My own favourite boy bands. I like the oldies but goodies Westlife & the now defunct Boyzone (this story of a 15 year feud between Shane & Mikey is hilarious though) https://www.mirror.co.uk/news/world-news/boyzone-the-secret-icy-rift-1681059

Those Irish voices (swoon!)
Out of the current crop I like CNCO the best in spite of the horrifying (to me) way the group was put together. (Like a meat market.)

 

…although their last couple of singles have been disappointing. The fifth member Joel departed with out rancour last year, & Christopher in particular seems a happy, sunny personality.

I’d recommend this book to boy band fans only.

Collected Poems

by Ivor Gurney

Rating: 4.5 out of 5.

This year we had quite a strange ANZAC Day for us, as we didn’t go to either of the parades – & in fact, don’t even know if the parades even happened due to COVID. I still wanted to do my annual war poetry reading, but I ran into a slight snag. I wanted to read a New Zealand war poet, & my Google skills must be lacking as I couldn’t find a Kiwi poet from WW1 or WW2. If anyone knows of one (preferably where their poetry is online) please give me the names in the comments for this review.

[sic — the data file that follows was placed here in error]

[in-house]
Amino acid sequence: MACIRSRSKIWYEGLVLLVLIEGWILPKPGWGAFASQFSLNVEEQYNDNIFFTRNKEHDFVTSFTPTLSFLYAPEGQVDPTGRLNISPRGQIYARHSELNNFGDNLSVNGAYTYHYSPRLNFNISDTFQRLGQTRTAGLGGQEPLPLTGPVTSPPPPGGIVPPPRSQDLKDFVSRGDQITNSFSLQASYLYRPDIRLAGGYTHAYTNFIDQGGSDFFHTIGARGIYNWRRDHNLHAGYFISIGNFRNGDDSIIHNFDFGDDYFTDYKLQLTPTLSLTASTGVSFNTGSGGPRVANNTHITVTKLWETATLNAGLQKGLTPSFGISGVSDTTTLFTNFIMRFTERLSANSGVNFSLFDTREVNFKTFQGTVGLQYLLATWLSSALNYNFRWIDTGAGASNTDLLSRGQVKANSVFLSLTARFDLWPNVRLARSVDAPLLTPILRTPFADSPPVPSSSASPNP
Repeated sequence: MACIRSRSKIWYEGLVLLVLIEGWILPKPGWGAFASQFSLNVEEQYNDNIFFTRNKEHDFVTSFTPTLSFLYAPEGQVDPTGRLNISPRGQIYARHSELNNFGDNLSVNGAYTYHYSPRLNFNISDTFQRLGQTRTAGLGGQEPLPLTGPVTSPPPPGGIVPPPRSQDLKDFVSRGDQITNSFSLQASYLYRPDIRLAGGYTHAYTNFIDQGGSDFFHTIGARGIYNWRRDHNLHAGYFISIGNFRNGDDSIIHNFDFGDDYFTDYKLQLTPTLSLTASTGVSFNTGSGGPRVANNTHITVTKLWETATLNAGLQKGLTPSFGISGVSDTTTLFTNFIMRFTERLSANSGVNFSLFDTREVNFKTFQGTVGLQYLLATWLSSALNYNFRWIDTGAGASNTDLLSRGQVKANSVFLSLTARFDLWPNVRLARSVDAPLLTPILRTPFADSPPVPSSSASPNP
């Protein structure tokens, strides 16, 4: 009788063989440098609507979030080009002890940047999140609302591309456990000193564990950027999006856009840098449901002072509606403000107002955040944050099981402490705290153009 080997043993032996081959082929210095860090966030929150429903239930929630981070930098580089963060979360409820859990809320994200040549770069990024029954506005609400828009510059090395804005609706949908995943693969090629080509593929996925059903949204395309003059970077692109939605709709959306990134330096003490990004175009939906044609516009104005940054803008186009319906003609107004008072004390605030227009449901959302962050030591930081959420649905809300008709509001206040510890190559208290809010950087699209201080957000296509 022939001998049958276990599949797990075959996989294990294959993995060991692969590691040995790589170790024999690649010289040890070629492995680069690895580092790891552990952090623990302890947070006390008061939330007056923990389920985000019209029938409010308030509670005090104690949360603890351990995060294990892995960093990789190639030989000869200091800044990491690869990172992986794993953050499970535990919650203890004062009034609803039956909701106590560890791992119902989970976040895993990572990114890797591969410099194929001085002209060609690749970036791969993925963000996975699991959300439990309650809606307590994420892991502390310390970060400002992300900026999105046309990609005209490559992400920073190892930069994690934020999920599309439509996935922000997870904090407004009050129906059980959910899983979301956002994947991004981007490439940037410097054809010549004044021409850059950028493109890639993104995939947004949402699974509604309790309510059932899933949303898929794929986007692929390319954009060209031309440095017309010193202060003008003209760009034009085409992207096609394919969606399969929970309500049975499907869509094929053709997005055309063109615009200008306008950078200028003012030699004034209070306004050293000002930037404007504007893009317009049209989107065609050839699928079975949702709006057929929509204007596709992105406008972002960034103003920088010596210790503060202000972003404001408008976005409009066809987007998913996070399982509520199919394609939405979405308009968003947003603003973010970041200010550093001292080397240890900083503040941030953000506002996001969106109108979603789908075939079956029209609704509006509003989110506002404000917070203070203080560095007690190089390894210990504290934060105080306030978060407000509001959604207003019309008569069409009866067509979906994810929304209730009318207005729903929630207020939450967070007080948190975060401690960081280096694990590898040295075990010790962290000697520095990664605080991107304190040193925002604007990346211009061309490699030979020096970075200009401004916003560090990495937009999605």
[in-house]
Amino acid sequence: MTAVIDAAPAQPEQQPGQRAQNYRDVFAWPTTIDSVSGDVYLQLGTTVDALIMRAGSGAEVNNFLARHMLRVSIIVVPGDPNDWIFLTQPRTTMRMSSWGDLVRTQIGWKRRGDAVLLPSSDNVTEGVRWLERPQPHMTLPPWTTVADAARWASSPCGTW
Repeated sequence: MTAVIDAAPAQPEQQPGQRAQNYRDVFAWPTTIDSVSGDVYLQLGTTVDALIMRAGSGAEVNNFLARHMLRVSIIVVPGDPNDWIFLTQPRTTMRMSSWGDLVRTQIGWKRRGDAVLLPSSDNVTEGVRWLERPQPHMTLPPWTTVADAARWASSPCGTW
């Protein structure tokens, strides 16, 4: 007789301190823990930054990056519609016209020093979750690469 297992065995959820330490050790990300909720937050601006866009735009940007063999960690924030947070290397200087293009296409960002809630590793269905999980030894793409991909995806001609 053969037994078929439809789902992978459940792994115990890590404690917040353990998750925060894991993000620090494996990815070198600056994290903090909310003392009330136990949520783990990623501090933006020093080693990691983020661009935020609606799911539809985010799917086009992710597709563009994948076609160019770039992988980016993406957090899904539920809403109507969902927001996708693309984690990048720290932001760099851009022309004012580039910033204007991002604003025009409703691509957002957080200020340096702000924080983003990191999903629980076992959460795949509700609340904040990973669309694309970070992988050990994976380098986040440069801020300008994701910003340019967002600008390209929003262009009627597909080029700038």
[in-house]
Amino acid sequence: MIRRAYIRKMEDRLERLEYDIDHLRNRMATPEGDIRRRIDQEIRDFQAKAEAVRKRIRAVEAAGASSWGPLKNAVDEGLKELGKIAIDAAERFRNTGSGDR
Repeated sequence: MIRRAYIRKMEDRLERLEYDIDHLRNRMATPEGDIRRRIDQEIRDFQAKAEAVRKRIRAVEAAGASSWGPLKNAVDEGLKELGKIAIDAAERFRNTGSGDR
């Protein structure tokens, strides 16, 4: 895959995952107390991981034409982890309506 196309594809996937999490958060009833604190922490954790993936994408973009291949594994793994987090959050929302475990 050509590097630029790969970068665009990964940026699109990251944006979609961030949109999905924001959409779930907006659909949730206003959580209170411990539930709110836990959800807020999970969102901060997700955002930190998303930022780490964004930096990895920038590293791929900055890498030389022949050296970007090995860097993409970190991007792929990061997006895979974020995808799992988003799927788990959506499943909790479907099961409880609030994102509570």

But Googling did lead me to the very sad case of Ivor Gurney – a British poet from WW1 who had a nervous breakdown before he went to war! He was gassed 1917 & had a second breakdown in 1918. His family had him declared insane in 1922 & he spent the rest of his life in an institution. Gurney died in 1937.

Such a sad life & some of his work has never been published.

So I read a selection from this website. https://www.poetryfoundation.org/poets/ivor-gurney

Ballad of the Three Spectres Certainly shows a grim set of mind. 3.5★